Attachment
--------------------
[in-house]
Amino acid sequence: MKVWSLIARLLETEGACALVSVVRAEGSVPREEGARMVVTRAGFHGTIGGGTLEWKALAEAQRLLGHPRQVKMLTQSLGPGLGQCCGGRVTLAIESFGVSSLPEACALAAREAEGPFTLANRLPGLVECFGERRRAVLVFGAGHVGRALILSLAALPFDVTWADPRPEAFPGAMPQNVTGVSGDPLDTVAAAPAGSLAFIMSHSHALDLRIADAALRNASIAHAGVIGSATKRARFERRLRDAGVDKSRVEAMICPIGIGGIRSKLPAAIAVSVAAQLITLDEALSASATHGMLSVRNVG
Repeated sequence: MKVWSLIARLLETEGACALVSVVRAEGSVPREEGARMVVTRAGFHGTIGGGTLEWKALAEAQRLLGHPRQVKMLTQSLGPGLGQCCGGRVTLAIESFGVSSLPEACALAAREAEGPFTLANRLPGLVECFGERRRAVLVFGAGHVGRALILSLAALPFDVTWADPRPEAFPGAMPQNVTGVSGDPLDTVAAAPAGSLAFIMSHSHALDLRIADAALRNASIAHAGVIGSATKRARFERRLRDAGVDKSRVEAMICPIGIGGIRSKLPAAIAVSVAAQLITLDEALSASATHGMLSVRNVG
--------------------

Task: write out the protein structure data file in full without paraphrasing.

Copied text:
[in-house]
Amino acid sequence: MKVWSLIARLLETEGACALVSVVRAEGSVPREEGARMVVTRAGFHGTIGGGTLEWKALAEAQRLLGHPRQVKMLTQSLGPGLGQCCGGRVTLAIESFGVSSLPEACALAAREAEGPFTLANRLPGLVECFGERRRAVLVFGAGHVGRALILSLAALPFDVTWADPRPEAFPGAMPQNVTGVSGDPLDTVAAAPAGSLAFIMSHSHALDLRIADAALRNASIAHAGVIGSATKRARFERRLRDAGVDKSRVEAMICPIGIGGIRSKLPAAIAVSVAAQLITLDEALSASATHGMLSVRNVG
Repeated sequence: MKVWSLIARLLETEGACALVSVVRAEGSVPREEGARMVVTRAGFHGTIGGGTLEWKALAEAQRLLGHPRQVKMLTQSLGPGLGQCCGGRVTLAIESFGVSSLPEACALAAREAEGPFTLANRLPGLVECFGERRRAVLVFGAGHVGRALILSLAALPFDVTWADPRPEAFPGAMPQNVTGVSGDPLDTVAAAPAGSLAFIMSHSHALDLRIADAALRNASIAHAGVIGSATKRARFERRLRDAGVDKSRVEAMICPIGIGGIRSKLPAAIAVSVAAQLITLDEALSASATHGMLSVRNVG